The Scot is expecting a reaction from Hamilton after his travails in Austria last weekend as the 33-year-old seeks what would be a remarkable fifth British Grand Prix win in a row and a record sixth in total, taking him past the mark of five he currently shares with Jim Clark and Alain Prost.
The late Senna famously managed only one win in Britain, in 1988, but Hamilton is perhaps yet to capture the public imagination in the way that the Brazilian legend did.
Coulthard, whose first grand prix came when, as test driver, he took over the Williams car after Senna’s death at Imola in 1994, says four-time champion Hamilton’s achievements mean he does deserve to be considered in that company.
“It’s always difficult when you’re talking about someone younger than yourself to have the same realisation of what they are achieving,” said the 47-year-old who won two British GPs in 1999 and 2000.
“I think of your Mansells, Prosts and Sennas I was watching as a kid. Now there are a whole bunch of kids watching Lewis and I think he is one of the exceptional drivers. He deserves to be mentioned in the same breath as a Senna. I think it would be fantastic if he wins this weekend. Records are there to be broken. The next generation should always be better, wiser and better equipped to make decisions than the previous one and performances should be higher.”
Hamilton heads into Silverstone a point behind Ferrari’s Sebastian Vettel following a weekend to forget in Austria when a strategic error while failing to pit during the Virtual Safety Car period, which led to a public apology from head of strategy James Vowles, was followed by a mechanical failure.
“It’s a track Mercedes have always gone well at and one he has been exceptional at,” said Coulthard, who will be part of the Channel 4 team covering Sunday’s race. “Yes they were disappointing in Austria but it’s unreasonable to expect 100 per cent reliability. It’s engineering, with tolerances, and occasionally those tolerances go against you. With in-built redundancy you are always making calculations to make the cars live their lifespan and that’s it.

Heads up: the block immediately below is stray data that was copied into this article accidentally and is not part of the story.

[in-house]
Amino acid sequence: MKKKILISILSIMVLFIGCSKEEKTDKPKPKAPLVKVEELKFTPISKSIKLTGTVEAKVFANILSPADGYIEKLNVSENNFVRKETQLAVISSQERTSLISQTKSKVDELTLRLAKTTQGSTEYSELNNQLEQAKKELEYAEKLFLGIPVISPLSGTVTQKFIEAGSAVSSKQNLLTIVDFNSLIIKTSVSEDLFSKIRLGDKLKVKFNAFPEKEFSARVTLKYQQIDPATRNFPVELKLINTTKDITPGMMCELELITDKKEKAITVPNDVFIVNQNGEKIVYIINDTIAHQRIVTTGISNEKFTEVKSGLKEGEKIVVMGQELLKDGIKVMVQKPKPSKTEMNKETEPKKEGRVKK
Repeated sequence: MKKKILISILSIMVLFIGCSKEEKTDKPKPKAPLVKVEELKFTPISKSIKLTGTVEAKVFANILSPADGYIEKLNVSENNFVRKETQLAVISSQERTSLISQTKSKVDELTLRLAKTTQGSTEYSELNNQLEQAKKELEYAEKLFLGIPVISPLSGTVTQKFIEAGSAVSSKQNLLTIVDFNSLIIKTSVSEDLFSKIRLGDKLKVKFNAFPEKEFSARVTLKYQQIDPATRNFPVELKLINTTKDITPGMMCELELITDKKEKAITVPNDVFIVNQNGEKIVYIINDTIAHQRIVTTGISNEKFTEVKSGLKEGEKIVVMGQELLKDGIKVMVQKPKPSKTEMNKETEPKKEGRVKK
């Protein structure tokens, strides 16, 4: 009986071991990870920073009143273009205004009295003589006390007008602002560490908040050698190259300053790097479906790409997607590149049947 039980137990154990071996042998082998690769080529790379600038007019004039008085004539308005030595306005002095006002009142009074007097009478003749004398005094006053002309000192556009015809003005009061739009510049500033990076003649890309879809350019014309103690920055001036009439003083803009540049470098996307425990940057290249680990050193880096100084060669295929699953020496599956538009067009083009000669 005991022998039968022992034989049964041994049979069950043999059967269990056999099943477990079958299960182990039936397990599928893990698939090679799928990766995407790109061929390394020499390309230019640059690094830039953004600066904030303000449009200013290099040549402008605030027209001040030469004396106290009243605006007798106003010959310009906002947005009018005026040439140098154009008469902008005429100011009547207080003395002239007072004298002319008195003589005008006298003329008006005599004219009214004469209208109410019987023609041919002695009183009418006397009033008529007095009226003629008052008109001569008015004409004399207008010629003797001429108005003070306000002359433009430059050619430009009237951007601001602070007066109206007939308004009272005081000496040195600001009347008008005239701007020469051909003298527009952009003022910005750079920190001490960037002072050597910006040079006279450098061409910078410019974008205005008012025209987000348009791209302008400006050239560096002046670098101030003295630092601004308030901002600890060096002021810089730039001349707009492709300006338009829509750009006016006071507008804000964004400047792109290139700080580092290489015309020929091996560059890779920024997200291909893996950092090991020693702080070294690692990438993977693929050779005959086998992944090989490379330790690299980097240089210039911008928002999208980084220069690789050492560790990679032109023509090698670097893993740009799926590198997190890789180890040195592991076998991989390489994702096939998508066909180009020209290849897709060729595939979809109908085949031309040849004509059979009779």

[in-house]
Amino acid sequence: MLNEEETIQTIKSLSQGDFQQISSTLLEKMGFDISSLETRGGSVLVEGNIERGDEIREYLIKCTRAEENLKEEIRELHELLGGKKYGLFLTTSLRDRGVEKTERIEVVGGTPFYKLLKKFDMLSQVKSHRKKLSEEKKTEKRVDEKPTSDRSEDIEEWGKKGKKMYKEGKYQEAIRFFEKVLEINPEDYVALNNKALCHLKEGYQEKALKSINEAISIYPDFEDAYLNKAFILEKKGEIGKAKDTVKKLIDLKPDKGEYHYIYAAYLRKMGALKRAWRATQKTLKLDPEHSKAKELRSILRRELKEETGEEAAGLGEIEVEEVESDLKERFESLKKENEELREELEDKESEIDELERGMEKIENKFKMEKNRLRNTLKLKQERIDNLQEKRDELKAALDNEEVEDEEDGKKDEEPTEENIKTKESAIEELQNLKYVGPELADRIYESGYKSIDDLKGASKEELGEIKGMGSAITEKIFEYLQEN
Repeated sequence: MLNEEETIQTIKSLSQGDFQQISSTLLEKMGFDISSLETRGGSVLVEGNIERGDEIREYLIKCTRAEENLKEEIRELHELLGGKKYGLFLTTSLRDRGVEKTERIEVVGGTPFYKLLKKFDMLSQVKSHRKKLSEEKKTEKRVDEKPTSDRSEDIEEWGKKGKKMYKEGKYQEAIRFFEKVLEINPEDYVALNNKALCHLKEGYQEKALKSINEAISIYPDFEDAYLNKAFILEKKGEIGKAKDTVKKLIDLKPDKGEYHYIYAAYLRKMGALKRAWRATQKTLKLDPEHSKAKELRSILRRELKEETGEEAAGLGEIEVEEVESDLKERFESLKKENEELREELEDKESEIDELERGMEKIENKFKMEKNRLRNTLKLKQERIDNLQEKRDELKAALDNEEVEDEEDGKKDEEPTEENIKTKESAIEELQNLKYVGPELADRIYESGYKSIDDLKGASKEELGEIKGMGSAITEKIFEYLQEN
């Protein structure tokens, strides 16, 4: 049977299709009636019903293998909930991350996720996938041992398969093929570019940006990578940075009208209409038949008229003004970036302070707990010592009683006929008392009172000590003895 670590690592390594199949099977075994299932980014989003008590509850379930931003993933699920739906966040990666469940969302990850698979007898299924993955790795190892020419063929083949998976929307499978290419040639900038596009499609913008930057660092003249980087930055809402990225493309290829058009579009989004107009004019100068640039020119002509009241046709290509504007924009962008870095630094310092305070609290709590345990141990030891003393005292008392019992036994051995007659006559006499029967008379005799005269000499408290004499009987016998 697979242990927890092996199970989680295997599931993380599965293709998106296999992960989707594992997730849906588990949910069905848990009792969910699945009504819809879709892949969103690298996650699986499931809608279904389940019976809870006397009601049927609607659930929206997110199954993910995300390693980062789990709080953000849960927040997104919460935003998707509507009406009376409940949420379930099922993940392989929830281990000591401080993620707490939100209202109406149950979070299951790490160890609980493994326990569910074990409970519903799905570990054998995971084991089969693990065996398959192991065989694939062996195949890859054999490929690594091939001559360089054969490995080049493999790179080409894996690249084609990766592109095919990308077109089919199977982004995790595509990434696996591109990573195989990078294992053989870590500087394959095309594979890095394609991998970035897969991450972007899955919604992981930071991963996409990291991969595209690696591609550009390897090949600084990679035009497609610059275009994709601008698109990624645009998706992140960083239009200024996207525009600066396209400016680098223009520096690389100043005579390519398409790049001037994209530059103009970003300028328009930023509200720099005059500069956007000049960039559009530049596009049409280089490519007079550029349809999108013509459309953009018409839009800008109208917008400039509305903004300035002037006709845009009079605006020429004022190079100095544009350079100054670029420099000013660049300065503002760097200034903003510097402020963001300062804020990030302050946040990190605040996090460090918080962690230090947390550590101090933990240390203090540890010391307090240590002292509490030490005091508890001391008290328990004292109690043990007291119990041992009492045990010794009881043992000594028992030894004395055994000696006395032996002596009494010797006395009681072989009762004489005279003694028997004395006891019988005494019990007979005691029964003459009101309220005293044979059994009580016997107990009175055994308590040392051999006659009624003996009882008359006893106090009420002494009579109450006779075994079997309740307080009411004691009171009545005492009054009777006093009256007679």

“When you’ve got a lot to lose that maybe makes you take less risk versus return. The other teams have more to gain and when they take a gamble look like heroes. We all make mistakes, but that’s life. Lewis has made the odd mistake as a driver. The whole team has made mistakes but it’s about not hiding, coming forward and taking responsibility.”
Former Williams, McLaren and Red Bull driver Coulthard, who was runner-up in the 2001 World Championship, looks back on those two wins at Silverstone, a track he grew up at during his karting youth and first drove at on grand prix weekend in a 1990 support race, as career highs.
“Yeah they are. The second one, particularly, I look back at that and I’m on the podium with Mika Hakkinen, my team-mate on my right and Michael Schumacher, our big rival at the time, on my left,” he recalled. “It’s a pretty good day at the office when you’re beating your team-mate and Michael. And to do that at the British Grand Prix at a track I’d go to as a kid, as a Brit and a fan of Formula 1, it really doesn’t get much better than that.”
After his Channel 4 duties, Coulthard will make a flying visit back to Scotland on Monday, visiting Orkney for the first time after buying a cask of malt whisky from Highland Park for his own label. It is a 13-year-old he reveals, in a nod to the 13 race wins he enjoyed in a 14-year F1 career.
Before that he will be savouring the grand prix which is, along with Italy, the only one to be staged every year since 1950.
Mercedes and Hamilton head into the weekend as hot favourites but Coulthard is wary of putting the champagne on ice too early and is not as surprised as some that Vettel finds himself top of the standings, albeit by a whisker..
“Ferrari made a big step with the engine in the winter,” he said. “They’ve got plenty of power. They have been mixing it. I think Ferrari have been as fortunate as Lewis has been unfortunate.
“Australia could have been Lewis’ race but for a strategic mistake, in Austria there was another strategy error but then ultimately the car failed. It has given Ferrari the opportunity to be leading the drivers championship heading to the halfway point.
“They’ve put out the word that they don’t expect Silverstone to be one of their better races. Teams start to plot these things out. They’re not just plucking something out of their backsides there. They are basing that on the nature and speed profile of the corners.
“That said, nobody knew the tyres were going to blister in Austria and nobody knows what they’re going to do at Silverstone. Even Pirelli don’t know what the track temperature will be.”
l The British Grand Prix is live on Channel 4 on Sunday at 1.40pm.